The "Hall of Geese" features two bonze Roman geese that were a gift from Pope Benedict XIV. It is said that geese gave the alarm that saved Rome from the invasion of the Gauls in the 4th century B.C. The "Hall of the Eagles" has two sculptured eagles atop cipolin marble columns, a copy of "Diana Ephesian", a marble sculpture with extremities in bronze, decorated with flowers, bees and symbols of fertility and an extensive ceramic display. Il Monumento Equestre di Marco Aurelio, Capitoline Museums, Rome, Italy.
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A recently-built huge glass room contains the original "Il Monumento Equestre di Marco Aurelio" (the equestrian statue of Marcus Aurelius) which once stood in the center of Capitoline Square. The original statue of Marcus Aurelius, without his horse, is displayed nearby. Copies of both statues have replaced the originals in the square outside.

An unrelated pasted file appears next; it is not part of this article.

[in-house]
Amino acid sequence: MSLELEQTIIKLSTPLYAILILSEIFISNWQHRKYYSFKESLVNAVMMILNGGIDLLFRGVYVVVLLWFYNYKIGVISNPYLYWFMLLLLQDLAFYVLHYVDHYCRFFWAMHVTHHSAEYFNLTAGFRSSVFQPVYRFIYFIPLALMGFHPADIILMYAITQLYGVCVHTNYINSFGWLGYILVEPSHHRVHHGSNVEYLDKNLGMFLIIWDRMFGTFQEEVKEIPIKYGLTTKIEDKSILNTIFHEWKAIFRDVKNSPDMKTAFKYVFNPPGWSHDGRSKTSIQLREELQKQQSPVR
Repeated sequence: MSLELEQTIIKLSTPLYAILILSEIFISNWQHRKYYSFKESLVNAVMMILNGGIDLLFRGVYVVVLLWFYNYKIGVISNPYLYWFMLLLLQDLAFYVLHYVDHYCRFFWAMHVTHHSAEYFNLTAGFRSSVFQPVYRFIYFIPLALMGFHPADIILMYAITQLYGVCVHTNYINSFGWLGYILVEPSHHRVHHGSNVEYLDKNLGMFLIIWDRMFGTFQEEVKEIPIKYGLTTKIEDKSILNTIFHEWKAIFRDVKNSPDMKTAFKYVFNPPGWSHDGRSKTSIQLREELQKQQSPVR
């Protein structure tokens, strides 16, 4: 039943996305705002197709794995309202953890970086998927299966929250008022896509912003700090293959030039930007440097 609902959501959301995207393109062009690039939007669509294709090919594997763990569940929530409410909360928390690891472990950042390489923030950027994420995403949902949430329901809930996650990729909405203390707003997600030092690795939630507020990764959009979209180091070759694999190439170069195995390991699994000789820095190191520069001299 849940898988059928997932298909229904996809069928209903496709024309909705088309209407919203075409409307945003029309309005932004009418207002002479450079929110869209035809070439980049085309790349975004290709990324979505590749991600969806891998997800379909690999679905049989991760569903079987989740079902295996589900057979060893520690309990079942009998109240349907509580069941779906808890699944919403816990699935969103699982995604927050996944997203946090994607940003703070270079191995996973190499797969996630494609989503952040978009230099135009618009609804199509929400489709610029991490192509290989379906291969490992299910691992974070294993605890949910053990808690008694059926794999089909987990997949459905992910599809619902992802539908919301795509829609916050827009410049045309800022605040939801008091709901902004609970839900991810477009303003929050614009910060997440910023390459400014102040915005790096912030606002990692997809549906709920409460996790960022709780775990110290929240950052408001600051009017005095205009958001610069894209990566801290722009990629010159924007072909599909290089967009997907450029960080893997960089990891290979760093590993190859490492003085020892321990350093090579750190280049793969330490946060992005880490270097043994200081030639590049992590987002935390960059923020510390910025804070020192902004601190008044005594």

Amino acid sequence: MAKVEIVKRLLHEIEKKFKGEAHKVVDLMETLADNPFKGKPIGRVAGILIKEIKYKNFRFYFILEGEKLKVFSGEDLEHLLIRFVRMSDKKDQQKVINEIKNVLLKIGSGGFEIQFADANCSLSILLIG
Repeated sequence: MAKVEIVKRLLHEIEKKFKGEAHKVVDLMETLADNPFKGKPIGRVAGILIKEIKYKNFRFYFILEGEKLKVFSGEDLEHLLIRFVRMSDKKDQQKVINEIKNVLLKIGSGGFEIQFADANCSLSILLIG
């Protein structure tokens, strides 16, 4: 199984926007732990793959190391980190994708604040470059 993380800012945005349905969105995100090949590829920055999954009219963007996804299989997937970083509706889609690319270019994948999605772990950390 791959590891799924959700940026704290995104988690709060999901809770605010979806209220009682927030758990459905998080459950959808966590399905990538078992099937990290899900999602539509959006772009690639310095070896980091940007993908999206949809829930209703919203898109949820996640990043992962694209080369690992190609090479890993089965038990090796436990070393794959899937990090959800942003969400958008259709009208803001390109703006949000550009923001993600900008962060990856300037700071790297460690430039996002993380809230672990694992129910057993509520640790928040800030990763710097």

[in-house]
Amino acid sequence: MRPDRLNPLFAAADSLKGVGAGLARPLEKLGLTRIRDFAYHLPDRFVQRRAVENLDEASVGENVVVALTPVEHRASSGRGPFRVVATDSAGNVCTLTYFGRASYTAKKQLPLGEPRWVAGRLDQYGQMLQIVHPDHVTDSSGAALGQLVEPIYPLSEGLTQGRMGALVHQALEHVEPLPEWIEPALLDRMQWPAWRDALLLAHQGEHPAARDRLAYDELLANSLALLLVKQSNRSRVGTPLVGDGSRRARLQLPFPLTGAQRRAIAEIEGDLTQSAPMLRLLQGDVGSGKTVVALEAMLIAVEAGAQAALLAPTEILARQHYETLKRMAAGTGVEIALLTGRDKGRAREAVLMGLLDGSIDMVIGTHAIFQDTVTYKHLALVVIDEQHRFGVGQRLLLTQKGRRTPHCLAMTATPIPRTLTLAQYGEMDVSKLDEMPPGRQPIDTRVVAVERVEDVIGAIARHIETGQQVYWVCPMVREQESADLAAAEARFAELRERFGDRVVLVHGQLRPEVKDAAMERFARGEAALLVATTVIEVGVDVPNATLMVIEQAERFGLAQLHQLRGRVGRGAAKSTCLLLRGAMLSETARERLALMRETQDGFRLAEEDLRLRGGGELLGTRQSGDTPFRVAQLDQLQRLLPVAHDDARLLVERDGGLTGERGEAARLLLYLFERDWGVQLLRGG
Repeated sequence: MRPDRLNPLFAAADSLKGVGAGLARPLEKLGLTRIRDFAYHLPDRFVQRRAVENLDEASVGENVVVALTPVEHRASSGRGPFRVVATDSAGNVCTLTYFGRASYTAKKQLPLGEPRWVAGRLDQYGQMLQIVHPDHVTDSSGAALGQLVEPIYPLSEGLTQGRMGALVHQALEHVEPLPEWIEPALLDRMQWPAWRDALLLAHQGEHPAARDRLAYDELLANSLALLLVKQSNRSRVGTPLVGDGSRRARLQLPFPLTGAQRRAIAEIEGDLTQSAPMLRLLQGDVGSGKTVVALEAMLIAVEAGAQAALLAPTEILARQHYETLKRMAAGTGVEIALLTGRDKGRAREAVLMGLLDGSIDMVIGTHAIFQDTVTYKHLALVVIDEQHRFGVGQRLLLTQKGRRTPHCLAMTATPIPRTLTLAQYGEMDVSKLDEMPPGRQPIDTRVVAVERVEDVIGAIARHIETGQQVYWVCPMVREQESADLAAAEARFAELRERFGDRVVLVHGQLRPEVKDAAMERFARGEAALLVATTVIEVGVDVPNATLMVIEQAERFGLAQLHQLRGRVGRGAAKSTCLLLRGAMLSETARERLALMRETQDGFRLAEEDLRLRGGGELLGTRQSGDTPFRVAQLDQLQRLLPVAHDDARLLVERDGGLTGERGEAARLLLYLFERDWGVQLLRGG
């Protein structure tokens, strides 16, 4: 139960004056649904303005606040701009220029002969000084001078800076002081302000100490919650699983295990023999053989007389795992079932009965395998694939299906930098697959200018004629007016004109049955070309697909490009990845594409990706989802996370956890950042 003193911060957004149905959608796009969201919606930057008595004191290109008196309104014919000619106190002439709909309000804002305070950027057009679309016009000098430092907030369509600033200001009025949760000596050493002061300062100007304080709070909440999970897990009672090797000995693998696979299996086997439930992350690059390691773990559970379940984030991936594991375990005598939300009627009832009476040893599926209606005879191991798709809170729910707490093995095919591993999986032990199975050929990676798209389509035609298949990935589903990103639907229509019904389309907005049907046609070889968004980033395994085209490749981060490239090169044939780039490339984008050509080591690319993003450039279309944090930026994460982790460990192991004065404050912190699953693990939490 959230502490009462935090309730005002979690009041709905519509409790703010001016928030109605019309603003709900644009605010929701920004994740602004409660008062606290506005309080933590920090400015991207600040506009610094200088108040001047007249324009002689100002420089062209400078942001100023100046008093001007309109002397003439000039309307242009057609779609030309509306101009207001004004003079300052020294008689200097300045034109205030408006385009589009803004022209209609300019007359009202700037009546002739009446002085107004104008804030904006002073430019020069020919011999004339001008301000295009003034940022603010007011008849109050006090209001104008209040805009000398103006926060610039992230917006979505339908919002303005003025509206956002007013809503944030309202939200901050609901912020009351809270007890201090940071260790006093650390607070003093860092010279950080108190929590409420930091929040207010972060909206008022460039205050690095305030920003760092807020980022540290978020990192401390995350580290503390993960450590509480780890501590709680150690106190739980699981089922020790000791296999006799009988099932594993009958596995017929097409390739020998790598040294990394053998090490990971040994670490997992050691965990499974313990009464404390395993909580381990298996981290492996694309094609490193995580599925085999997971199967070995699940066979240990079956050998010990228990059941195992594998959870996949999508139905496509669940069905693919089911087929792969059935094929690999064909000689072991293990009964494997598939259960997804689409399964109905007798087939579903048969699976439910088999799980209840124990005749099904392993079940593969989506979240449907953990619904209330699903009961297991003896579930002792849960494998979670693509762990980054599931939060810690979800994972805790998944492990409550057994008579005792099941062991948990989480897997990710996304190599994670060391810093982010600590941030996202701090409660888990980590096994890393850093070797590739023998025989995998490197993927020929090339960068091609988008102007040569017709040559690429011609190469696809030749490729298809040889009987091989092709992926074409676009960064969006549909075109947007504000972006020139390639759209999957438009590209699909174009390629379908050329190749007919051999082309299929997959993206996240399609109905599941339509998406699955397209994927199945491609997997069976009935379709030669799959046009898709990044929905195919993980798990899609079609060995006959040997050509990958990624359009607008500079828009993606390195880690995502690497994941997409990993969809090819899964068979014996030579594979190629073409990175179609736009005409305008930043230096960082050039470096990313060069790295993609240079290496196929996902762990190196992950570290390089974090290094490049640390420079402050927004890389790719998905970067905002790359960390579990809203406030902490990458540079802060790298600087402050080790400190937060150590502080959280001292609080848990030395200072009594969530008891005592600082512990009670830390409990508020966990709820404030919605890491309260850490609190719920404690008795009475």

There is a section devoted to Campidoglio's ancient history, from its first inhabitation until the construction of the sacred building, displaying the results of recent excavations.

The second floor houses the Capitoline Picture Gallery which contains many important works arranged in chronological order from late medieval times to the 18th century. The collection includes works by Caravaggio, Guido Reni, and Pietro da Cortona. A massive canvas by Guercino, "Burial of Saint Petronilla", dominates the hall of the same name.

The Palazzo Nuovo has marvelous collections of ancient sculpture commissioned by the noble families of the past. There are busts of Roman emperors and philosophers, a statue of Capitoline Gaul and Capitoline Venus and lots more. In addition there is an exquisite collection of porcelain figurines and tapestries.

It is definitely worth your time to visit this amazing museum that puts everything around it into perspective.